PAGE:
Offload VPN responsibility from 2 ASUS routers to a Windows PC and a Raspberry PI?

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Occasional Visitor
I have been using OpenVPN Split Tunnel Site to Site VPNs with an ASUS RT-AC88U and an ASUS RT87U to network 2 locations together for a few years, but after an upgrade to Gigabit Fiber at my home location I started getting a lot of router instability and packet loss, which I finally found to be due to the Routers simply not being up to the job of running a fast network connection and a VPN. After disabling the VPN's my routers are stable again - but what now..? I understand that I could invest a few hundred dollars in replacing these devices with up-to-date hardware (especially those with hardware encryption, to offload the CPU) but right now I was wondering if there are any cheaper solutions using existing hardware.

At my home location I have a fairly powerful windows 'server' (Running Window 10 Home) which is not too busy, and which is also running VirtualBox (so I could run another virtual server on it if needed). At the remote end I was wondering about using an existing Raspberry PI 4 as a VPN server. I would describe my Networking skills as 'intermediate' - I struggle with netmasks and I have never created a static route before, but I generally seem to figure stuff out in the end...

My 2 networks are (home) and (remote). I'm not looking for full name resolution, broadcast, netbios, or anything fancy, but I would like any IPv4 address on either network to be basically reachable from the other location. i.e. if I type from any computer at my home ( location, I would expect to open the Web GUI of my remote router... However any traffic NOT destined for the other network will behave normally, i.e. it will take the most direct route, and will not be diverted via the VPN.

I was wondering if someone could point me in the direction of how I would do this... My guess is it is something like...
  1. Install some kind of vpn server at both locations (maybe PiVPN at the remote location?)
  2. Get the vpn connection working at both ends, and confirm the computers with the VPN software on are able to reach devices on the remote networks.
  3. Make sure the VPN servers have permanent DCHP leases or static IP addresses, so their IP Addresses don't change.
  4. (and this is where I get flaky...) Tell the VPN servers to accept incoming connections from other devices and pass them on to the remote network?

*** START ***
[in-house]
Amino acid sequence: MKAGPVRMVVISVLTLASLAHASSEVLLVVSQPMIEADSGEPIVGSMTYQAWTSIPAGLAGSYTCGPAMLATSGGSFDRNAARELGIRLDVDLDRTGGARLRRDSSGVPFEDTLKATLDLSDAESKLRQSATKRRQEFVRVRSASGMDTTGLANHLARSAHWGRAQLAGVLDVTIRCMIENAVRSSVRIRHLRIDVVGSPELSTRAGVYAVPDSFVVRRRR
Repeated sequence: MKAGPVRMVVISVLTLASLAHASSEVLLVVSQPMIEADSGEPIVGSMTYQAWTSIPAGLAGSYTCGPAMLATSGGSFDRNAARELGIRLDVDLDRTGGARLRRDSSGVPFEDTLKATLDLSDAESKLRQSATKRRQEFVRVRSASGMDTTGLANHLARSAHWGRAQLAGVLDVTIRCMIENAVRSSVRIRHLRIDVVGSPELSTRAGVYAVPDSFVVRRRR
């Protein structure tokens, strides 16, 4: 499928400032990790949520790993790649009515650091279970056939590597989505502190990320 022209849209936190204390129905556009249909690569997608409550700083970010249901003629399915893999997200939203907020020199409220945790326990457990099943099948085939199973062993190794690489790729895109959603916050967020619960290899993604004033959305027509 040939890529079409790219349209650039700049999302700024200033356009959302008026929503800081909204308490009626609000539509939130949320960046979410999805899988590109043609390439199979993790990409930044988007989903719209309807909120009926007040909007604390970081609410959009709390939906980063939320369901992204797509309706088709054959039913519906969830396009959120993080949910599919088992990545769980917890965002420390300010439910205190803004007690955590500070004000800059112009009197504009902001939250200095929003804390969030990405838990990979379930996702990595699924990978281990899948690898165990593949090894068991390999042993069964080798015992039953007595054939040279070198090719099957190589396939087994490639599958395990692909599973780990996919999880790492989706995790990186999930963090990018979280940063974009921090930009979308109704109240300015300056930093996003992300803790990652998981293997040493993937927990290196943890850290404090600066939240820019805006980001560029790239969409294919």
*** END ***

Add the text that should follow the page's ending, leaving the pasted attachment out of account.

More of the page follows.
5. Set up a static route on the ASUS routers, to say "all traffic for 192.168.n.0 should be routed to the static IP of the VPN Server?
All tips appreciated!



Very Senior Member
Doesn't really matter all that much *where* the OpenVPN client and server are running. Yes, on the router it's mighty convenient, but it's possible to have the OpenVPN client and server located behind their respective routers. The primary difference (beyond having to port forward from the router to the device hosting the OpenVPN server) is making sure the tunnel's IP network is *KNOWN* to the two networks. That's not a problem when you're only using the routers, since those routers are typically the default gateway for their respective networks (and LAN clients, on either side, will eventually be routed over the VPN because of it). But once you move the tunnel OFF the router, now you need to add static routes for those networks to the routers. IOW, tell each router the LAN ip of the device serving as the gateway to those networks. That really tends to be the biggest stumbling block for most ppl.

In short, you're pretty much on the right track.
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Occasional Visitor
A lot of other priorities came up but I finally got around to getting halfway on this!
I purchased a couple of Raspberry Pi's (Pi 4 Model B 4GB) and installed PiVPN from here:
After a bit of reading I decided to give Wireguard a try instead of OpenVPN - it seems to be incredibly lightweight and high performance, and pretty simple to set up & configure.

The only thing needed to change to go from default full tunnel (all traffic is routed via the remote site) to split tunelling (only traffic destined for IP addresses at the remote location are routed to the remote location) is to change the 'AllowedIPs' setting in the config file from default to only the IP range of the Tunnel network and the Remote network, e.g.
AllowedIPs =,

There is a client for most desktop and mobile OS'es (, and for mobiles there is a nice command pivpn -qr which renders a QR Code on screen, which can be used to automatically set up a mobile client with zero typing!

So right now I have reached step 4 of 5 in my list in the first post. The VPN servers set up, and I have a number of configured clients, the most important one being my Blue Iris Server which is pulling two live HD video feeds 24x7 from the remote location, currently via it's own locally installed Wireguard client software.

VPN is now disabled on both Routers, and the connection seems to be a lot stabler without the permanent 15% CPU load of OpenVPN, which regualrly spiked to 100%, causing packet loss.

The next step is to create a VPN client on each of the Servers to join them to each other, then add the static routes to my ASUS routers, so that all devices at both locations can any device at the other end of the VPN without the need for any locally installed VPN client software, and while still using the local Internet connection for everything else.

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